It’s no secret that in the past two years I’ve written a lot of m/m romance novels with storylines that have been based on either classic m/f romances or popular romance films with m/f characters. I didn’t do this because because I’m a huge fan of fanfic. I did it because the lgbt community has been so starved for anything pop culture related I wanted to give them a sense of what the straight community often takes for granted. The simple things, like being able to walk down the street and hold hands, or kissing good-bye at the airport. Believe it or not, in spite of what we see in TV shows like Modern Family, most gay couples don’t show any affection in public because they fear they are going to be ridiculed…if not bullied.
When I wrote THE VIRGIN BILLIONAIRE, I decided to revolve the storyline around Truman Capote’s Breakfast at Tiffany’s. I wanted to do it with a contemporary take, and with two gay men as the main characters. In his day, Truman Capote was one of the most flamboyant gay men around…although I’m not sure if he ever actually admitted this openly. I’ve read his bios and his novels, and there’s always a hint of homosexuality, but never anything distinct. It’s the same with work that was written by Tennessee Williams, another gay writer who wrote mostly straight characters, with homosexual overtones.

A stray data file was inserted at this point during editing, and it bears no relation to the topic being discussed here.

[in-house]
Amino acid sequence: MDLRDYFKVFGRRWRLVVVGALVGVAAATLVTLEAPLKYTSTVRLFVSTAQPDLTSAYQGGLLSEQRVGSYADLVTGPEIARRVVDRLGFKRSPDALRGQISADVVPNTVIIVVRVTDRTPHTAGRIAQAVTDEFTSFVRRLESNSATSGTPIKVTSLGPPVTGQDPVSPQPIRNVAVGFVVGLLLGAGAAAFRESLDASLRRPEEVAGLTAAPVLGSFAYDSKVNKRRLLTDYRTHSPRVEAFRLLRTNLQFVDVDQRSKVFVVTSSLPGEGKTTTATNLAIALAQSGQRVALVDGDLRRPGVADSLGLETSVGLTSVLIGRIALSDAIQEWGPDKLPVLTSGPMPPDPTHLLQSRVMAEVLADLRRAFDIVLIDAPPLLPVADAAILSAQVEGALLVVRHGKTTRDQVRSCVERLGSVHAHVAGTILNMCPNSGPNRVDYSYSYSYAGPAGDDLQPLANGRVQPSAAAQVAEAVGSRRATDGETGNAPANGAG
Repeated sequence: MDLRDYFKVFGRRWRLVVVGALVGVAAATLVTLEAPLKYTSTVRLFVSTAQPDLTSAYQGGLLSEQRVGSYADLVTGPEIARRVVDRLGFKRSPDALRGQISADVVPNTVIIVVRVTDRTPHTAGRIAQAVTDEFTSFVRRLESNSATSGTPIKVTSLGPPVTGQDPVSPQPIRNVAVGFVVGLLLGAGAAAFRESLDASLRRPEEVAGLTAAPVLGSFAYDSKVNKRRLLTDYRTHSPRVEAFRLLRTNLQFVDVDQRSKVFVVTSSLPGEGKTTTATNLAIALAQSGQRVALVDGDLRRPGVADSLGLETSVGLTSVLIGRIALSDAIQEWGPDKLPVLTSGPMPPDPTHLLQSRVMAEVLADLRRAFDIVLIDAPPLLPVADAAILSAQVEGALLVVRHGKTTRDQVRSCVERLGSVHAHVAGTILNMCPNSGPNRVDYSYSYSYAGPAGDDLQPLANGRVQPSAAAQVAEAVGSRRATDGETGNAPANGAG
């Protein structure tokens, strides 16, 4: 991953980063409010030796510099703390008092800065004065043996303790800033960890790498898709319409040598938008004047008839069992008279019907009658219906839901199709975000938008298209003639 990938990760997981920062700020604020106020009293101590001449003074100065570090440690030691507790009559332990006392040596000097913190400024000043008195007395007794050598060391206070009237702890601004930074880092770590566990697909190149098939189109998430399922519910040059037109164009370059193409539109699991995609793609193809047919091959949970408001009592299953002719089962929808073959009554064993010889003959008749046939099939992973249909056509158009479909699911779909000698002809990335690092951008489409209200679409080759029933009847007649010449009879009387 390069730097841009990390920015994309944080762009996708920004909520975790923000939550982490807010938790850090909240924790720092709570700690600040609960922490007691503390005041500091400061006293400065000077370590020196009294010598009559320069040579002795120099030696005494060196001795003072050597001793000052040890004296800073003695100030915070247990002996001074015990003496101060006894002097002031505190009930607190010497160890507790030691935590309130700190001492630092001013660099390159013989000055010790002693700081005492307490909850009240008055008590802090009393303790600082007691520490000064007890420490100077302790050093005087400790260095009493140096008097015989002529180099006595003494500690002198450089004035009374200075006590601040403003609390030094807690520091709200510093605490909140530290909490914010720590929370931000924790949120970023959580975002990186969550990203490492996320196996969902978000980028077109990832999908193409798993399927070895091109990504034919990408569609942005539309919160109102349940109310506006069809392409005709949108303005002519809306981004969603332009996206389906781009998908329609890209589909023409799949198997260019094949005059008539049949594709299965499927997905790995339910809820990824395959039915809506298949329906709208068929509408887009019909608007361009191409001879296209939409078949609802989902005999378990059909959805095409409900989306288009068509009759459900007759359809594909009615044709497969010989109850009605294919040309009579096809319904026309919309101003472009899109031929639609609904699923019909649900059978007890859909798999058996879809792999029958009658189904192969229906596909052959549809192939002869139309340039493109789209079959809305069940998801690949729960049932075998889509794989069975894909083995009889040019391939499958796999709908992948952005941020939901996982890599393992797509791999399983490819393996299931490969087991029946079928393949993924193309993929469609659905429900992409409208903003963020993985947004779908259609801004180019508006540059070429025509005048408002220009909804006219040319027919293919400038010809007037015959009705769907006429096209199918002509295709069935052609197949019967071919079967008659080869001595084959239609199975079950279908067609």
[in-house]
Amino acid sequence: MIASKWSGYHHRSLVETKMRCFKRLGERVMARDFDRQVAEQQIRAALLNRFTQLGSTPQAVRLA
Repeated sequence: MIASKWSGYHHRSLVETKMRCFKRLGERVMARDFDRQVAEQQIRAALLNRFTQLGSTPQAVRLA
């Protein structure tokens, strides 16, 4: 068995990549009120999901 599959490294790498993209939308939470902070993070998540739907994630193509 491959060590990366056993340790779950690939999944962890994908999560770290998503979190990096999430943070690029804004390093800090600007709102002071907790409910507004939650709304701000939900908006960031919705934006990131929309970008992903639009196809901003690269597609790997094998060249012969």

But in Truman Capote’s day and age, writing gay fiction would have been author suicide. He may have found a small cult following, but in a general sense he would have been rejected by every agent and publisher in the world if he’d queried them with a gay version of Breakfast at Tiffany’s. He probably would have been laughed at and mocked. And I often wonder what writers like Truman Capote and Tennessee Williams would have been writing today. For all I know, maybe they’d still be writing straight fiction for a mainstream audience. Though a lot has changed since their time, certain things have continued to remain the same. If you look at the mainstream bestseller lists, there aren’t many lgbt oriented books. But I’d like to think they might have found an audience on some level with lgbt fiction. And I certainly would have enjoyed reading their works.